Hastings v. Gipson
ORDER DECLINING to Issue Certificate of Appealability for Denial of Petitioner's Motion for Reconsideration, signed by Chief Judge Lawrence J. O'Neill on 9/15/16. (Marrujo, C)
UNITED STATES DISTRICT COURT
EASTERN DISTRICT OF CALIFORNIA
KERRY DANA HASTINGS,
Case No. 1:14-cv-01271-LJO-EPG-HC
ORDER DECLINING TO ISSUE
CERTIFICATE OF APPEALABILITY FOR
DENIAL OF PETITIONER’S MOTION FOR
(ECF No. 34)
Petitioner is a state prisoner proceeding pro se whose petition for writ of habeas corpus
17 pursuant to 28 U.S.C. § 2254 was dismissed on August 25, 2015. (ECF No. 26). On August 8,
18 2016, the Court denied Petitioner’s Rule 60(b) motion for relief from judgment. (ECF No. 30).
19 Petitioner filed a notice of appeal, and on September 9, 2016, the Ninth Circuit remanded the
20 case to this Court for the limited purpose of granting or denying a certificate of appealability for
21 the denial of Petitioner’s Rule 60(b) motion for relief from judgment. (ECF No. 34).
In his petition, Petitioner claimed: (1) the prosecution’s destruction of the photo lineup
23 violated his due process rights; (2) the prosecution’s improper use of recorded and transcribed
24 jail house informant audio violated his rights; and (3) DNA testing did not establish that
25 Petitioner was involved in the crimes. On January 16, 2015, Respondent filed a motion to
26 dismiss because Petitioner had not exhausted his second and third claims. (ECF No. 15).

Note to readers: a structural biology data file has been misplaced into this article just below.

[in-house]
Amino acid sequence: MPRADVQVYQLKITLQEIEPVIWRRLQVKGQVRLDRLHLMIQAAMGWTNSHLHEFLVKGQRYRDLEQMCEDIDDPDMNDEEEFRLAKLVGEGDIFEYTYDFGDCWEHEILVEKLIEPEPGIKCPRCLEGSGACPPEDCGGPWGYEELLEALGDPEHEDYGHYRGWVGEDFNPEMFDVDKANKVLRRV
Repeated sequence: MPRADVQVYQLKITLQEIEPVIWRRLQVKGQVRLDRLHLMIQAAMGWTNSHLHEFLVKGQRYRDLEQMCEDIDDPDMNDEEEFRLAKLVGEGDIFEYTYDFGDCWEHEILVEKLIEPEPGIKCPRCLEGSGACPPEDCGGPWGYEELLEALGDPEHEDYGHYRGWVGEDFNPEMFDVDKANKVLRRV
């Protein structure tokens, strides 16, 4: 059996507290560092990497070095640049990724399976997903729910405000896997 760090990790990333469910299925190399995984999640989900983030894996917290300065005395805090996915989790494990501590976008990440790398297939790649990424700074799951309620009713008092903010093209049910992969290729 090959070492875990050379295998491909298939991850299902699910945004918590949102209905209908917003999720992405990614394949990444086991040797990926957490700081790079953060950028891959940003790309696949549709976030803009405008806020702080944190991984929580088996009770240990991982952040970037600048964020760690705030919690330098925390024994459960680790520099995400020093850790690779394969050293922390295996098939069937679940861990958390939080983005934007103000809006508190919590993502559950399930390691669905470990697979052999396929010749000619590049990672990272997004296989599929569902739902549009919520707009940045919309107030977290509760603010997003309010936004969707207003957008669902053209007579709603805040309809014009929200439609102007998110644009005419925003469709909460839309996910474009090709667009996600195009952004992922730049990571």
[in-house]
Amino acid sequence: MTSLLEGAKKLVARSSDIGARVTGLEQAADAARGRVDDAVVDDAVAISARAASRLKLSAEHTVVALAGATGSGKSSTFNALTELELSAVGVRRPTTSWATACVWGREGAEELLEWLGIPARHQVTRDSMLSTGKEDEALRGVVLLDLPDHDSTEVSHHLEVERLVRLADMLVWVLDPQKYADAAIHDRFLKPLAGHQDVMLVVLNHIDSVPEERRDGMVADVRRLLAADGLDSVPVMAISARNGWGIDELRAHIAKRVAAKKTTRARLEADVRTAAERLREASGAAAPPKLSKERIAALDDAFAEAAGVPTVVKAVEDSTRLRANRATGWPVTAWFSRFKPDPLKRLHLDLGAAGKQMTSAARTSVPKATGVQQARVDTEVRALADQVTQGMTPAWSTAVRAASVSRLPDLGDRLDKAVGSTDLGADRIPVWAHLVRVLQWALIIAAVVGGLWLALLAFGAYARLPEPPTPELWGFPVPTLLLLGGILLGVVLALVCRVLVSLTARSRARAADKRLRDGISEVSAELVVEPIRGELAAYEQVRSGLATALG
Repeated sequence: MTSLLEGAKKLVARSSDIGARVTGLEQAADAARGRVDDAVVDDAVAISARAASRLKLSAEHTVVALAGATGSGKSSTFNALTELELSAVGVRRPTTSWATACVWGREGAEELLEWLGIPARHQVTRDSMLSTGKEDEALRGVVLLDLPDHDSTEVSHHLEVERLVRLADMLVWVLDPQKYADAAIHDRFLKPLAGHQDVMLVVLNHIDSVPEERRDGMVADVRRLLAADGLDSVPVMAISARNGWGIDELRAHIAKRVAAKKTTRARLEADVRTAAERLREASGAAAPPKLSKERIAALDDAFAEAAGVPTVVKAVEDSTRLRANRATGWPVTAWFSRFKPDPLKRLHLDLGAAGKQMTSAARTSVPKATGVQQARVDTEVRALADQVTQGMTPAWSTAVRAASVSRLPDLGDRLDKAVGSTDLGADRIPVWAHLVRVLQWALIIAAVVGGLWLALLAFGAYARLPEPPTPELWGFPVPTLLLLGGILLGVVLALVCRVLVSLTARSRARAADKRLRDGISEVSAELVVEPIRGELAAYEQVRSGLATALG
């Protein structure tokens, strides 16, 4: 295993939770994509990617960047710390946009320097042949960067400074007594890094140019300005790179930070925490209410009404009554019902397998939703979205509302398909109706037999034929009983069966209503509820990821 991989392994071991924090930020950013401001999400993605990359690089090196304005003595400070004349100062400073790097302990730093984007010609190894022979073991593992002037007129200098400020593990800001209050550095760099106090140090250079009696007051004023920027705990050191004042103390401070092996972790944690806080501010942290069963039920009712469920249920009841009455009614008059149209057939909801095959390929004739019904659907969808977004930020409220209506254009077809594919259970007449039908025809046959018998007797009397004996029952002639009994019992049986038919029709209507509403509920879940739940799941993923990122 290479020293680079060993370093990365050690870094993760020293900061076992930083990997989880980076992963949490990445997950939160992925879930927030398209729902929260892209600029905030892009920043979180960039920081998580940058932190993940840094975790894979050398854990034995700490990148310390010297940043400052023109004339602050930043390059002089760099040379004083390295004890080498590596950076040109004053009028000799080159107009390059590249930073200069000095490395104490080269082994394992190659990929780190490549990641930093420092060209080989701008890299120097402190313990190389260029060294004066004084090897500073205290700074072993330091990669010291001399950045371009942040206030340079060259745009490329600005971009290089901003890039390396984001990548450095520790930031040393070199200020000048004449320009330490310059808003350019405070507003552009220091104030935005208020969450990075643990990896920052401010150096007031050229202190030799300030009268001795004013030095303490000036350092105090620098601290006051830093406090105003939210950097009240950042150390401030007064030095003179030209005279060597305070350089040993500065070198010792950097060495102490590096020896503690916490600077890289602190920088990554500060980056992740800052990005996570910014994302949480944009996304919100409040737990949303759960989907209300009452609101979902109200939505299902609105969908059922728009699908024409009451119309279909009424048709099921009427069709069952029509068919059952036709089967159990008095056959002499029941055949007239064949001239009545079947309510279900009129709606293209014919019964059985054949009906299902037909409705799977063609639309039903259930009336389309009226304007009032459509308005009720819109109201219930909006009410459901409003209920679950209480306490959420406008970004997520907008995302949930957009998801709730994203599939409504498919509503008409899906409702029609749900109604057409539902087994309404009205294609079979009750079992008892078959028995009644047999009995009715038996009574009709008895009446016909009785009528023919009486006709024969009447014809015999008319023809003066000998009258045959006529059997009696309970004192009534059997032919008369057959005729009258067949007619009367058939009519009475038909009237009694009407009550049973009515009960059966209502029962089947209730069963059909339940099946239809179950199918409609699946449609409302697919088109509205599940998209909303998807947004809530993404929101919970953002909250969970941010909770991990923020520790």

27 Petitioner did not file a response to Respondent’s motion to dismiss. On March 3, 2015, the
28 Magistrate Judge issued findings and recommendation that recommended that Respondent’s
1 motion to dismiss be granted and the petition be dismissed without prejudice. (ECF No. 17). In
2 the findings and recommendation, Petitioner was given the option of moving to withdraw the
3 unexhausted claims within thirty days. On March 9, 2015, Petitioner filed a document entitled
4 “Proof of Exhaustion” that the Court construed as a motion to withdraw claim three. (ECF No.
5 18). On April 27, 2015, the Court vacated the March 3, 2015 findings and recommendation,
6 granted Petitioner’s motion to withdraw claim 3, and ordered Petitioner to show cause why the
7 petition should not be dismissed for failure to exhaust. (ECF No. 21).
On June 8, 2015, Petitioner filed a motion to stay and hold the petition in abeyance while
9 he exhausts the second and third claims. (ECF No. 22). On July 7, 2015, the Magistrate Judge
10 issued findings and recommendation that recommended that the petition be dismissed without
11 prejudice for being a mixed petition containing unexhausted claims, that Petitioner’s motion for a
12 stay pursuant to Kelly v. Small, 315 F.3d 1063 (9th Cir. 2002), be denied, and that Petitioner’s
13 motion for a stay pursuant to Rhines v. Weber, 544 U.S. 269 (2005), be denied. (ECF No. 24).
14 Petitioner was also given the option of moving to withdraw the unexhausted second claim of the
15 petition within thirty days. Petitioner did not file any objections to the July 7, 2015 findings and
16 recommendation and did not move to withdraw the second claim of the petition. Therefore, on